Employment Lawyer for the South Puget Sound
Since 1994, Terry A. Venneberg has provided counseling and representation to employees in employment-related cases and situations. Terry has achieved successful results on behalf of his clients in a wide variety of cases, including those involving employment discrimination, sexual harassment, retaliation, deprivation of civil rights, defamation and wrongful termination. Terry is licensed to practice law in Washington and Alaska, and provides counseling and representation to clients in both states. Terry believes that it is important for employees to be fully informed of their rights in the workplace, and he places the emphasis of his practice on providing complete and professional legal advice and services to his clients, as well as aggressive and thorough representation in all matters which proceed to litigation.
Terry provides counseling and representation of clients in state and federal courts, as well as administrative agencies, on matters which include the following:
- Employment Discrimination (Race, Gender, Age, Disability, Religion, National Origin)
- Sexual Harassment, or Other Discriminatory Hostile Environment
- Pregnancy Discrimination
- Family and Medical Leave Act (FMLA)
- Violations of Employment Contracts
- Whistle Blower Rights (Retaliation for reporting employers who endanger public safety)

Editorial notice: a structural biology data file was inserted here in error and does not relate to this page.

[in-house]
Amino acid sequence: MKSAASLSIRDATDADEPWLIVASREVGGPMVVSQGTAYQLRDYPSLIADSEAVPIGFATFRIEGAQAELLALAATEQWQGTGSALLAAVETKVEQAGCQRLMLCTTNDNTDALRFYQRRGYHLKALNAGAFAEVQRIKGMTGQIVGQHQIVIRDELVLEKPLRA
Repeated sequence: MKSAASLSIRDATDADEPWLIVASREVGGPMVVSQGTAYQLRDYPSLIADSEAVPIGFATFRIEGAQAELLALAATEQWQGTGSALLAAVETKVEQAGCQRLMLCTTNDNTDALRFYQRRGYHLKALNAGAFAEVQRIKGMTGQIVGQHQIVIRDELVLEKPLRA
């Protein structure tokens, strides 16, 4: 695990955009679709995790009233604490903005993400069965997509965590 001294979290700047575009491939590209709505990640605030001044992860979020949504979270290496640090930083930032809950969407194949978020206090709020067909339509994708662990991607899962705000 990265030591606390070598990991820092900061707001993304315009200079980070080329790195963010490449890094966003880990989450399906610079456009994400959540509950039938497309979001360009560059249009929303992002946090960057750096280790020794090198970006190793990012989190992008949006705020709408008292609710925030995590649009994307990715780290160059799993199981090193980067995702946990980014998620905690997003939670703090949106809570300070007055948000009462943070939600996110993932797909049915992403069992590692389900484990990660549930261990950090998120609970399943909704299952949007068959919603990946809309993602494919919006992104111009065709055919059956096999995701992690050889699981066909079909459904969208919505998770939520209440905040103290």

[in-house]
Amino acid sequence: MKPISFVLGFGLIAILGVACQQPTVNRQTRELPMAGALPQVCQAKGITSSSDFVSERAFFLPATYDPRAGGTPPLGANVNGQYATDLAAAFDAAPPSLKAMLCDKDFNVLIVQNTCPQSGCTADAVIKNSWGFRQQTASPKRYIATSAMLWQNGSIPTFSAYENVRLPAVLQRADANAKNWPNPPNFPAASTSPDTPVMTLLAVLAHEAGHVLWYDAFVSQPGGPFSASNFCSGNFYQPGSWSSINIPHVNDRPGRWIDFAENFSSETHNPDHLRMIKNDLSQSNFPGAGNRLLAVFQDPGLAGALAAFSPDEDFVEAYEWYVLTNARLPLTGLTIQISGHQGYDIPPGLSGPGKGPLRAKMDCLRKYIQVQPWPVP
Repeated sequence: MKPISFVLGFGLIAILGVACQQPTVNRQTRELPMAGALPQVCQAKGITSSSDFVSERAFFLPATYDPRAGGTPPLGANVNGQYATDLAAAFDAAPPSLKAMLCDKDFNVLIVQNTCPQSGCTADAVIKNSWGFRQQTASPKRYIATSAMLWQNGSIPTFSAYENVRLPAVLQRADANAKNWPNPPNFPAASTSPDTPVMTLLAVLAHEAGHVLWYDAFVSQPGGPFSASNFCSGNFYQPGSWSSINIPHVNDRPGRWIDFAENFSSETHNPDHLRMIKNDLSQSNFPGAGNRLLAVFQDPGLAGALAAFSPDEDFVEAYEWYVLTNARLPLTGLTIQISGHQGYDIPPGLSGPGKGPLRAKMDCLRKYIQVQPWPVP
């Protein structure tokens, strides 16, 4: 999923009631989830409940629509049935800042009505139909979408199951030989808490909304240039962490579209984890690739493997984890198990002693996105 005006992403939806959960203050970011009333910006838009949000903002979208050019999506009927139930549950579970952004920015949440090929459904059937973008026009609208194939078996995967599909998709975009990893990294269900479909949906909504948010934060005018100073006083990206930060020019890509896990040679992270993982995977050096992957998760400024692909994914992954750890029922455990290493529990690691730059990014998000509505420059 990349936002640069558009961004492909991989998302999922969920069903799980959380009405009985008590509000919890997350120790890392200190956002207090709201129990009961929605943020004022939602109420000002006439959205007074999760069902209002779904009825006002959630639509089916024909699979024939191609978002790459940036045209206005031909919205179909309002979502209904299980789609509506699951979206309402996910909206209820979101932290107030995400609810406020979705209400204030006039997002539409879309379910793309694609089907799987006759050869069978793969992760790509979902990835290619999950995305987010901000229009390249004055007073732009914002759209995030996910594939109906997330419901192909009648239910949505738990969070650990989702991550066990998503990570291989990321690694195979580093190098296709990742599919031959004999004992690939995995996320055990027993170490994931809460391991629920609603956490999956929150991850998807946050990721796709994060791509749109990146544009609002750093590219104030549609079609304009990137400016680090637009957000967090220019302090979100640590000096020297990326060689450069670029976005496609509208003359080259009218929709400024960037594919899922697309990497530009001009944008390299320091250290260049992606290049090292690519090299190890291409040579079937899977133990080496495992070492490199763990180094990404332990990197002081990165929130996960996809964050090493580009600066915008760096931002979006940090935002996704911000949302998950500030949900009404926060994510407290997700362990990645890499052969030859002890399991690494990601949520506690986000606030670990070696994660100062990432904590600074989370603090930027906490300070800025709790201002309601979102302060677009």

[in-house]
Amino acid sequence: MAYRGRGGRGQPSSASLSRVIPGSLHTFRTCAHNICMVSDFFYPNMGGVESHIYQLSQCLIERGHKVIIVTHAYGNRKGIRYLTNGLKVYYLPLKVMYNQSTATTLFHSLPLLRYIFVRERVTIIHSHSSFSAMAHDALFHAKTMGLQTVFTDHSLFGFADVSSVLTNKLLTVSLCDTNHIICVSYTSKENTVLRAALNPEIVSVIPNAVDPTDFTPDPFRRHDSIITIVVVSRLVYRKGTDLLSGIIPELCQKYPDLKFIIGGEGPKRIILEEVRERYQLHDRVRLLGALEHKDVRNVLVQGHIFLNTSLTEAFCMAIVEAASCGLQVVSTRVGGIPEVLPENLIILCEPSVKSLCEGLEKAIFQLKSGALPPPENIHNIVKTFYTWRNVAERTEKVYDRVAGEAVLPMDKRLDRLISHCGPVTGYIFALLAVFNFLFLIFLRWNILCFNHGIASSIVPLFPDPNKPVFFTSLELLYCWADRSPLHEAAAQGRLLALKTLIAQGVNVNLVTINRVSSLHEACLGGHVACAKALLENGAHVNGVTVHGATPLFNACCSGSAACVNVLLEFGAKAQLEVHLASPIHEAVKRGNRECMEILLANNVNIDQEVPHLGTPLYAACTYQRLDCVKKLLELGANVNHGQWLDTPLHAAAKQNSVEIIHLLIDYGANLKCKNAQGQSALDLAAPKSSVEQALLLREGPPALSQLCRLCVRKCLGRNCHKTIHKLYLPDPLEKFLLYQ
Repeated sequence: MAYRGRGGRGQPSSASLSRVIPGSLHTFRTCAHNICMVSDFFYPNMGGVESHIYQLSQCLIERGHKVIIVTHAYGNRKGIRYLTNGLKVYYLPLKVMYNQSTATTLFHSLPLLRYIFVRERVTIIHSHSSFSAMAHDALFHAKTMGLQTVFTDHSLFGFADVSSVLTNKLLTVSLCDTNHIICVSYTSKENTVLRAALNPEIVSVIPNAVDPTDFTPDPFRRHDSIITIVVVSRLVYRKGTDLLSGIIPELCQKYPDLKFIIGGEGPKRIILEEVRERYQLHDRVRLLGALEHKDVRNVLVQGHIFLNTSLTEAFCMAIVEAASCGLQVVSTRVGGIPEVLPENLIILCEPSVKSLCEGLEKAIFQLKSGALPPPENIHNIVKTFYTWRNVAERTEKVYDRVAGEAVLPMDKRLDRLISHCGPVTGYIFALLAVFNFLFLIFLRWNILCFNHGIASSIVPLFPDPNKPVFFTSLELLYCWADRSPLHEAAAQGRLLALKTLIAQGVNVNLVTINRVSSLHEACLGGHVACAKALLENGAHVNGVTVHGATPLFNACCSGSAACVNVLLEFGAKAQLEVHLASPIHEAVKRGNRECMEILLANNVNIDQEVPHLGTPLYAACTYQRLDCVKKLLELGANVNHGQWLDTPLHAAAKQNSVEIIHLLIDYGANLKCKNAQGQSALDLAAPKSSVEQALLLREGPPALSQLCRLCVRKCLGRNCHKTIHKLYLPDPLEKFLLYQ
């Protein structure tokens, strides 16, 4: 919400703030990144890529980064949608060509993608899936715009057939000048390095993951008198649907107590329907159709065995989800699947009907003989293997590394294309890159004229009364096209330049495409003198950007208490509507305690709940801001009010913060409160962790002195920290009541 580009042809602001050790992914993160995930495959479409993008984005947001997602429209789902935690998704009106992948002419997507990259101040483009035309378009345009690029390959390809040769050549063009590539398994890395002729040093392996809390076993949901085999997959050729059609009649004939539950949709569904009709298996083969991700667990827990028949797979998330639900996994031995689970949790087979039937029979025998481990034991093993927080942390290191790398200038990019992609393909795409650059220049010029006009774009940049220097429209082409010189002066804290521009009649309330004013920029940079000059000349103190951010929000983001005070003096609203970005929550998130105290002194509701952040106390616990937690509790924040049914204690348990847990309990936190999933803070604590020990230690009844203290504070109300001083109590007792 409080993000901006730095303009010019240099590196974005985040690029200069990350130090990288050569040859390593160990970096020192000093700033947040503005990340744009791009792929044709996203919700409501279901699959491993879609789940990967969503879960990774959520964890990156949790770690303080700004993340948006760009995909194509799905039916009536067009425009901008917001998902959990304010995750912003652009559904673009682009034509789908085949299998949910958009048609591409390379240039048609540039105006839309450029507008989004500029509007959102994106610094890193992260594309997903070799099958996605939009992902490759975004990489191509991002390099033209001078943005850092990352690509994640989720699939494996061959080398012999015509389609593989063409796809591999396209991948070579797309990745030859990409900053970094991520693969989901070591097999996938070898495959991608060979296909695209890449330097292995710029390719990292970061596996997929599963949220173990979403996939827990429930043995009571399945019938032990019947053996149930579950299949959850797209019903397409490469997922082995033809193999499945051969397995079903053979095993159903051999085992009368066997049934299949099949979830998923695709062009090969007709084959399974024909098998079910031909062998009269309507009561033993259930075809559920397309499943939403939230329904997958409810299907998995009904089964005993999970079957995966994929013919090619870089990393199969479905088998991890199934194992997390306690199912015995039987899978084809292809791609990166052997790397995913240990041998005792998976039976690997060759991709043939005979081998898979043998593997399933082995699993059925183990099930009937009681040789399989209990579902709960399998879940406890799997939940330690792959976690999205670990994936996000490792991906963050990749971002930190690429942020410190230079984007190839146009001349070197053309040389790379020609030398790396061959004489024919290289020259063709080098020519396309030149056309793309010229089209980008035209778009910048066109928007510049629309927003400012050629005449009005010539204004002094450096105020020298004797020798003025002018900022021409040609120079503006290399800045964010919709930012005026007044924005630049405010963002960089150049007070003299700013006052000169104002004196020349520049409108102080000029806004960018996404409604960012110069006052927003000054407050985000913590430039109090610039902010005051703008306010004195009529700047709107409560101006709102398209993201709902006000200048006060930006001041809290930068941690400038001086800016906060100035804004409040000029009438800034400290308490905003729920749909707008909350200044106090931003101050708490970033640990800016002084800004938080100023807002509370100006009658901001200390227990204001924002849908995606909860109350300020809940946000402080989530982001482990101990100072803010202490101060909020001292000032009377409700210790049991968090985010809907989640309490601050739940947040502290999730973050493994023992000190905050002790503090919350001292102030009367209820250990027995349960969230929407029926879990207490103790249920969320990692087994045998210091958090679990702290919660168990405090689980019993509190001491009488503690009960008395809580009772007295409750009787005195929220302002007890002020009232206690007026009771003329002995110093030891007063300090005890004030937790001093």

- Public Employee Rights (Local, State and Federal Government)
- Covenants Not to Compete
- Review or Negotiation of Severance Agreements.
Located in Gig Harbor, Washington, Terry A. Venneberg, Attorney at Law, represents clients in employment law matters throughout the Puget Sound region, with primary emphasis in South Puget Sound, Tacoma, Pierce County, Kitsap County and the Olympic Peninsula.
Terry A. Venneberg Weekly Weekly
Topic of the Week
Fill the Void: Getting Reengaged At Work
With 70% of the workforce not engaged at work, here are four ways to say "I do" all over again.
Blog of the Week
Are you an employee? It seems like a simple question that must have a simple answer for most people. But definitions in different laws and rulings enforcing the laws vary. And that variation provides an opening for a growing number of employers to cheat governments of taxes and workers of income, benefits and protections by misclassifying their employees, especially as "independent contractors."
Thought for the Week
"We are all in the gutter, just some of us are looking at the stars."
List of the Week
from Harris Interactive
Stressors at Work: Top Sources of Stress
- Low wages, 11% (for women it's 14%)
- Annoying coworkers, 10%
- Commuting, 9%
- Workload, 9%
- Job outside chosen career, 8%